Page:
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, 168 (11), 5805-10

Prothrombin kringle-2 Activates Cultured Rat Brain Microglia

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Prothrombin kringle-2 Activates Cultured Rat Brain Microglia

Jooyoung Ryu et al. J Immunol.

Abstract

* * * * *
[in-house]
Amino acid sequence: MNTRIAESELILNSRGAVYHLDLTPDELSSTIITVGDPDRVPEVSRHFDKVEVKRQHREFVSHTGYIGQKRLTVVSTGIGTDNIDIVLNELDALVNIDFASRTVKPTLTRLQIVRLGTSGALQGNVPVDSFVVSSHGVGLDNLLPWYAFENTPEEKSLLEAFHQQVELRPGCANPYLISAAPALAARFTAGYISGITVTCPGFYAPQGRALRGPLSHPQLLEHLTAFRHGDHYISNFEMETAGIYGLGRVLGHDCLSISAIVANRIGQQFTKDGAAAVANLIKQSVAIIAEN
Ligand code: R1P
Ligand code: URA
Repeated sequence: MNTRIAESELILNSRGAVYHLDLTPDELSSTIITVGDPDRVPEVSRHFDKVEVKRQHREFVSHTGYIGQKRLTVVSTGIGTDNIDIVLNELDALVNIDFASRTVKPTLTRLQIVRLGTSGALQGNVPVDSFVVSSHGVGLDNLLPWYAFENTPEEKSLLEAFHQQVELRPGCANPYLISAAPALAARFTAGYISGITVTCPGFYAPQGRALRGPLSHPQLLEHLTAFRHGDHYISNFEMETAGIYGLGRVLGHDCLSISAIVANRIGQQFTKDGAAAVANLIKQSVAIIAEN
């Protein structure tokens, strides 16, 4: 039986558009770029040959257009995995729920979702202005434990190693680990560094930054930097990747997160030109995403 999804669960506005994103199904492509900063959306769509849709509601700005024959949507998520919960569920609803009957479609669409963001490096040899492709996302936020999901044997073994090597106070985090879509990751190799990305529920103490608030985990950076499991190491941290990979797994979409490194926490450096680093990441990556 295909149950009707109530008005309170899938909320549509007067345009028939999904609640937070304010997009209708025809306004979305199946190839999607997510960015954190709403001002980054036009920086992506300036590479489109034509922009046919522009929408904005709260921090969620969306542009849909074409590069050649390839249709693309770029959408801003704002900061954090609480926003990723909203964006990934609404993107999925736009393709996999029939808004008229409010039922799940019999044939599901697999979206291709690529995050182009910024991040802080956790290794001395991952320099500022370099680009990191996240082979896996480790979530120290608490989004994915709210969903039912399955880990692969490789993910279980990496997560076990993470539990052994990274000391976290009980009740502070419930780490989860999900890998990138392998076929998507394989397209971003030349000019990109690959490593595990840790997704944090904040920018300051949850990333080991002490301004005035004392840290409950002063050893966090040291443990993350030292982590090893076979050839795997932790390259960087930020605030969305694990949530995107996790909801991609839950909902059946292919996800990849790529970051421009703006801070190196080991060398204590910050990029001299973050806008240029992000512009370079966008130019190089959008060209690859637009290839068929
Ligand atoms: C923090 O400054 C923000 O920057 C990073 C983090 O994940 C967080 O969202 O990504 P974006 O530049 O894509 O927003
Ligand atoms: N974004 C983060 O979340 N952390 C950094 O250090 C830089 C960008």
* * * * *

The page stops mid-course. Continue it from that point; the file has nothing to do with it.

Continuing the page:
Microglia, the major immune effector cells in the CNS, become activated when the brain suffers injury. In this study, we observed that prothrombin, a zymogen of thrombin, induced NO release and mRNA expression of inducible NO synthase, IL-1beta, and TNF-alpha in rat brain microglia. The effect of prothrombin was independent of the protease activity of thrombin since hirudin, a specific inhibitor of thrombin, did not inhibit prothrombin-induced NO release. Furthermore, factor Xa enhanced the effect of prothrombin on microglial NO release. Kringle-2, a domain of prothrombin distinct from thrombin, mimicked the effect of prothrombin in inducing NO release and mRNA expression of inducible NO synthase, IL-1beta, and TNF-alpha. Prothrombin and kringle-2 both triggered the same intracellular signaling pathways. They both activated mitogen-activated protein kinases and NF-kappaB in a similar pattern. NO release stimulated by either was similarly reduced by inhibitors of the extracellular signal-regulated kinase pathway (PD98059), p38 (SB203580), NF-kappaB (N-acetylcysteine), protein kinase C (Go6976, bisindolylmaleimide, and Ro31-8220), and phospholipase C (D609 and U73122). These results suggest that prothrombin can activate microglia, and that, in addition to thrombin, kringle-2 is a domain of prothrombin independently capable of activating microglia.

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